The Renfro Hotel

Project: The Renfro Hotel, Wichita, Kansas
Client: Developers Robert Eyster and Michael Ramsey with Farha Construction
Services by Spencer Preservation: Application for Federal and State Historic Tax Credits
Investment: $2,400,000

The Renfro Hotel reopened in 2012 as the Renfro Apartments on East Douglas Avenue in Wichita.  The hotel was constructed in 1908 by Judge Jesse Newton Haymaker, a figure of prominence in Wichita legal, social, and religious circles. 

Judge Haymaker leased the hotel to W.G. Layle who operated the 50-room hotel.  The hotel was renamed “The Alton Hotel” in 1917, operated by S.C Adair.  In 1923 Haymaker entered into a lease with Frank Dean with B.M. Levitt Clothing Store occupying the first floor and The Alton Hotel remaining on the upper floors.  From 1942-1945, the hotel was owned and operated by Roy Minnich.  Following Roy Minnich’s retirement, the building was purchased by Wesley C. Renfro.  Wesley remodeled and reopened as The Renfro Hotel in 1946; it continued operation as the Renfro into the 1970s.

The hotel is a three-story Classical Revival building with tan brick facade that features stone detailing.  The hotel is listed as a contributing member to the East Douglas Avenue Historic District.

Most recently known as Victoria Park Apartments, the hotel was converted to apartments in the 1980s but suffered from a lack of general maintenance and dated systems.  The building was purchased by Eyster Properties in 2012.  With a goal of providing affordable housing in downtown Wichita, partners Robert Eyster and Michael Ramsey of Wichita undertook a complete building rehabilitation project in collaboration with local contractor, Ted Farha and Cathcart Architects also of Wichita.  The building was remodeled into 20 apartments featuring two-story live-work units on the ground floor.  The project also maintained two commercial spaces along the street front.  Spencer Preservation worked with the team to achieve a successful rehabilitation project that was approved for federal and Kansas rehabilitation tax credits.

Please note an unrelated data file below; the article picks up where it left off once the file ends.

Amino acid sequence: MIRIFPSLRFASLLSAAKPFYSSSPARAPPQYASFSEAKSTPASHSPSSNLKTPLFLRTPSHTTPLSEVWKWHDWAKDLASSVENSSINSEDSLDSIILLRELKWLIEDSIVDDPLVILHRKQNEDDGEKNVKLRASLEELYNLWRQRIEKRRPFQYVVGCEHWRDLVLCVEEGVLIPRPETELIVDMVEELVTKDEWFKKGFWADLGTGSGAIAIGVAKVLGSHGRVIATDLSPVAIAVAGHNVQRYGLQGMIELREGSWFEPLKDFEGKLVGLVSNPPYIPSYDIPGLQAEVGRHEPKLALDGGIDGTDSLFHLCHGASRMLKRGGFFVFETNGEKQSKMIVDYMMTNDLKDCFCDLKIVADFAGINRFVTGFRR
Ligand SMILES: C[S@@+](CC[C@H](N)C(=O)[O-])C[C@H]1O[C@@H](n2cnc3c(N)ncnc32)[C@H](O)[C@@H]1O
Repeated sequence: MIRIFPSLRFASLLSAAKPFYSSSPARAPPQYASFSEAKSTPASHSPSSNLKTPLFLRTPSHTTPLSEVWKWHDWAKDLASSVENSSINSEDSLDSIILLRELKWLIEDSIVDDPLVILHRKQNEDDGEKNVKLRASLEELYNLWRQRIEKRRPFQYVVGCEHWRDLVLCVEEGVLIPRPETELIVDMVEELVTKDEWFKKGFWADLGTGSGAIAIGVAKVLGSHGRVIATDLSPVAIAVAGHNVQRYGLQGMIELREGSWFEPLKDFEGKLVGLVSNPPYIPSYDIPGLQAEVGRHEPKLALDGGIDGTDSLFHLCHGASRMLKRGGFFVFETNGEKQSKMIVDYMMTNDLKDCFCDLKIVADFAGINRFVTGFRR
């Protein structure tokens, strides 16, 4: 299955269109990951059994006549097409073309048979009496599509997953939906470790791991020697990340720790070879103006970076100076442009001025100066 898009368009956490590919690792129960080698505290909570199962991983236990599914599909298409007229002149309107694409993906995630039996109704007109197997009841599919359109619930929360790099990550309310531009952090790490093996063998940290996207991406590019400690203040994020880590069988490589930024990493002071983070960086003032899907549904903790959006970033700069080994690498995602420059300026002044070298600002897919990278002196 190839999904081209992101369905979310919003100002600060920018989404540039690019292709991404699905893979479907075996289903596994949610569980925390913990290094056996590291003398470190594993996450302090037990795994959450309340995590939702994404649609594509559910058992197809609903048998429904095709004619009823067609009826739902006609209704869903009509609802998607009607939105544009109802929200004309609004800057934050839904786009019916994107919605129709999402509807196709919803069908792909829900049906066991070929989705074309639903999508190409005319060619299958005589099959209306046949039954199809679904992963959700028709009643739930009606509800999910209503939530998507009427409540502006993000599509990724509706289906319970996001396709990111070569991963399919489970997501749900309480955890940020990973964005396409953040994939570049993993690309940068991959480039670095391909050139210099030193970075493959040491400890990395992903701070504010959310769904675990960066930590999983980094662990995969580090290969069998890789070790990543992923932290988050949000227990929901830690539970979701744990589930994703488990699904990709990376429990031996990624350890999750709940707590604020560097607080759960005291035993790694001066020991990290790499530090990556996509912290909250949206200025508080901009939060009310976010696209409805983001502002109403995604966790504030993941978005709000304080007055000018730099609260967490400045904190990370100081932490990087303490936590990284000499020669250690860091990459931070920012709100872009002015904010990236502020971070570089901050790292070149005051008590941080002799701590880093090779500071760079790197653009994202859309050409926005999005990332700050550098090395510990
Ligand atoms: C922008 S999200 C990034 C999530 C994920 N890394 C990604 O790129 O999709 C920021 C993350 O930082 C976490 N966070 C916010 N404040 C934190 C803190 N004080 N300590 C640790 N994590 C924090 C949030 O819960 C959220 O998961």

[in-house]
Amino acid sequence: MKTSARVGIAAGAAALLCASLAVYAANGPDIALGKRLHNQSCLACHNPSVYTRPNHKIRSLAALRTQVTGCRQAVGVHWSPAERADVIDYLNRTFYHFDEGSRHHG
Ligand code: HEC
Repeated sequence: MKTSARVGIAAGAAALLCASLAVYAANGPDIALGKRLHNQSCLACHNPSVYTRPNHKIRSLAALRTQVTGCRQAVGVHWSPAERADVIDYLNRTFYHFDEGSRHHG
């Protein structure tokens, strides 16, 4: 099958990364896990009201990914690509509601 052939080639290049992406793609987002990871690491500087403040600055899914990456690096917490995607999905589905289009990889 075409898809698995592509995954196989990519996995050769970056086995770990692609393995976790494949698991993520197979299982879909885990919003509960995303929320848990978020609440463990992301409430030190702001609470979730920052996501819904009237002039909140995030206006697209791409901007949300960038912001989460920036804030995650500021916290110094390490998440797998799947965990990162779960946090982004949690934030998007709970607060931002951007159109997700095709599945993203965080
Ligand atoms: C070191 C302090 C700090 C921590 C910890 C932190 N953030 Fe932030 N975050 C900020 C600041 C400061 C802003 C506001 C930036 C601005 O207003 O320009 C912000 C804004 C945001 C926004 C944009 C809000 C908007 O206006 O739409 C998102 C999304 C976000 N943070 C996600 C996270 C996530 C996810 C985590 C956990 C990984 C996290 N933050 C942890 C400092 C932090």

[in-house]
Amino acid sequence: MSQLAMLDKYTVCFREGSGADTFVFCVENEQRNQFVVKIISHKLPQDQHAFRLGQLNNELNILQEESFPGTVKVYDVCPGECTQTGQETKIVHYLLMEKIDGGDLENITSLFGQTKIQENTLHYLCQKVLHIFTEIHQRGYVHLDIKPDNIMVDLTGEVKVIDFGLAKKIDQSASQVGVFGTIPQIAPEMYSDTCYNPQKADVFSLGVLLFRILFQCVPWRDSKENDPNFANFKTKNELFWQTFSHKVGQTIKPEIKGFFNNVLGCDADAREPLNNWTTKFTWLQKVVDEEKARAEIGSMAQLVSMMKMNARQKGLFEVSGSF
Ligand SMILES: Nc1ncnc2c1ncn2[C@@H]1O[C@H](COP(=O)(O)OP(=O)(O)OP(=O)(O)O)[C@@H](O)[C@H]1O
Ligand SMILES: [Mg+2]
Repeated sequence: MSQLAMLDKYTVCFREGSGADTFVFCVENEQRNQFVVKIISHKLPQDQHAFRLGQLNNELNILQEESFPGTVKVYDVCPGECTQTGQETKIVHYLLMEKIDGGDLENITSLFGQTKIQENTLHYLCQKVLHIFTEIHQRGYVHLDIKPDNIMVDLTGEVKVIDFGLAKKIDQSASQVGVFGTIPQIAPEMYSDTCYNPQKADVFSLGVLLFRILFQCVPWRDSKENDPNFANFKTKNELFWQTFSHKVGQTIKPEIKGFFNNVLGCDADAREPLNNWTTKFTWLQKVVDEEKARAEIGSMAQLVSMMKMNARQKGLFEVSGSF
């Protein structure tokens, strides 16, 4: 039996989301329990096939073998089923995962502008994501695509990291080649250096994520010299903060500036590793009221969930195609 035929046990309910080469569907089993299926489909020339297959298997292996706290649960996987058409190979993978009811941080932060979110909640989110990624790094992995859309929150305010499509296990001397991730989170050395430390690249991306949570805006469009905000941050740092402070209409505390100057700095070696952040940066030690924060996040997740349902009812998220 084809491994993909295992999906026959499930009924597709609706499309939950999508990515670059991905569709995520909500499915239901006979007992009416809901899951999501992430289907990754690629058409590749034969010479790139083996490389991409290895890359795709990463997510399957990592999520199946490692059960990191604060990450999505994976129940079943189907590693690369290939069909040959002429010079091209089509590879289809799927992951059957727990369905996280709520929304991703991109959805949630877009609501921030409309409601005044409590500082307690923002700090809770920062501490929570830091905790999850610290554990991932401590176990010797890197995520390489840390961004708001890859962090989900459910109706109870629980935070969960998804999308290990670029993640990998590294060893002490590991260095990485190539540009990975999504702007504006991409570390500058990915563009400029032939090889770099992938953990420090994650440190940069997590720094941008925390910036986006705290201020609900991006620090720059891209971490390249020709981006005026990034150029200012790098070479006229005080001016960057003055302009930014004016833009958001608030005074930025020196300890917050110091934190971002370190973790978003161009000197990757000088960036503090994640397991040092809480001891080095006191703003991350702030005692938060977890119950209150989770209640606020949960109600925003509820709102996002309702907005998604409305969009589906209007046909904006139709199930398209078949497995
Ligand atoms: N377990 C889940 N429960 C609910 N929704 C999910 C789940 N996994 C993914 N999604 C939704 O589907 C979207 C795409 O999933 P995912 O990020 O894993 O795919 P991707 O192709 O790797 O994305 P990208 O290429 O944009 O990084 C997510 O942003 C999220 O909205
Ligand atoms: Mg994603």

Apartments feature original wood floors and pressed-tin ceilings teamed with modern amenities in kitchens and bathrooms.  Unique touches in specific apartments include a restored skylight along the west side of the building, glass block at former garage openings, and an overhead garage door at one of the live-work units on the ground floor.  The building features high-efficient heat pumps with individual controls in each apartment. 


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